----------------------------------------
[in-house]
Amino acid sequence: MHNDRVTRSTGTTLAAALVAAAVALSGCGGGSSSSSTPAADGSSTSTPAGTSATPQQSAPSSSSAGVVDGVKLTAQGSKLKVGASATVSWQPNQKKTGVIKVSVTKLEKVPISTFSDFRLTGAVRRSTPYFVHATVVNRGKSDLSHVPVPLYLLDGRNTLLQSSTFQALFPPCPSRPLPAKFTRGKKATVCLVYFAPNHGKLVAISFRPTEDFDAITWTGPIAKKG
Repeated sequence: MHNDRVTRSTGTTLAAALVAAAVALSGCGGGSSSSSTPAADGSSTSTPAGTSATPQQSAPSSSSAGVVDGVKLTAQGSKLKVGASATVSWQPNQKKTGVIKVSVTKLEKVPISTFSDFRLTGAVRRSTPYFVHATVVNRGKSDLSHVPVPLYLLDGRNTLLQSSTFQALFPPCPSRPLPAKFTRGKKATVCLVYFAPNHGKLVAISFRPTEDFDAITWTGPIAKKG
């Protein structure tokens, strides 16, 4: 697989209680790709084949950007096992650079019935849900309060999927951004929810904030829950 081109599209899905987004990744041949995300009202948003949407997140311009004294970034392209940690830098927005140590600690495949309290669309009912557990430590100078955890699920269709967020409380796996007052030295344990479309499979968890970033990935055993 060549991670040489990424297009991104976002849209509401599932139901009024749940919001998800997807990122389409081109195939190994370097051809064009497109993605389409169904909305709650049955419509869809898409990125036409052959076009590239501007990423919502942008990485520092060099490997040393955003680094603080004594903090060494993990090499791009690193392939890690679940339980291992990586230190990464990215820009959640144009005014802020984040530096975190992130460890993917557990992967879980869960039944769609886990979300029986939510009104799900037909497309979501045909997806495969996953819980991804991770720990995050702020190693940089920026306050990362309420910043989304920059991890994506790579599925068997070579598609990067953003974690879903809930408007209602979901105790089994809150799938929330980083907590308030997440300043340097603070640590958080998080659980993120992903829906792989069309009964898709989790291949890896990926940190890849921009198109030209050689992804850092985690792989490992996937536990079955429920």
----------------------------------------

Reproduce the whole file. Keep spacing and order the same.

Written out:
[in-house]
Amino acid sequence: MHNDRVTRSTGTTLAAALVAAAVALSGCGGGSSSSSTPAADGSSTSTPAGTSATPQQSAPSSSSAGVVDGVKLTAQGSKLKVGASATVSWQPNQKKTGVIKVSVTKLEKVPISTFSDFRLTGAVRRSTPYFVHATVVNRGKSDLSHVPVPLYLLDGRNTLLQSSTFQALFPPCPSRPLPAKFTRGKKATVCLVYFAPNHGKLVAISFRPTEDFDAITWTGPIAKKG
Repeated sequence: MHNDRVTRSTGTTLAAALVAAAVALSGCGGGSSSSSTPAADGSSTSTPAGTSATPQQSAPSSSSAGVVDGVKLTAQGSKLKVGASATVSWQPNQKKTGVIKVSVTKLEKVPISTFSDFRLTGAVRRSTPYFVHATVVNRGKSDLSHVPVPLYLLDGRNTLLQSSTFQALFPPCPSRPLPAKFTRGKKATVCLVYFAPNHGKLVAISFRPTEDFDAITWTGPIAKKG
């Protein structure tokens, strides 16, 4: 697989209680790709084949950007096992650079019935849900309060999927951004929810904030829950 081109599209899905987004990744041949995300009202948003949407997140311009004294970034392209940690830098927005140590600690495949309290669309009912557990430590100078955890699920269709967020409380796996007052030295344990479309499979968890970033990935055993 060549991670040489990424297009991104976002849209509401599932139901009024749940919001998800997807990122389409081109195939190994370097051809064009497109993605389409169904909305709650049955419509869809898409990125036409052959076009590239501007990423919502942008990485520092060099490997040393955003680094603080004594903090060494993990090499791009690193392939890690679940339980291992990586230190990464990215820009959640144009005014802020984040530096975190992130460890993917557990992967879980869960039944769609886990979300029986939510009104799900037909497309979501045909997806495969996953819980991804991770720990995050702020190693940089920026306050990362309420910043989304920059991890994506790579599925068997070579598609990067953003974690879903809930408007209602979901105790089994809150799938929330980083907590308030997440300043340097603070640590958080998080659980993120992903829906792989069309009964898709989790291949890896990926940190890849921009198109030209050689992804850092985690792989490992996937536990079955429920």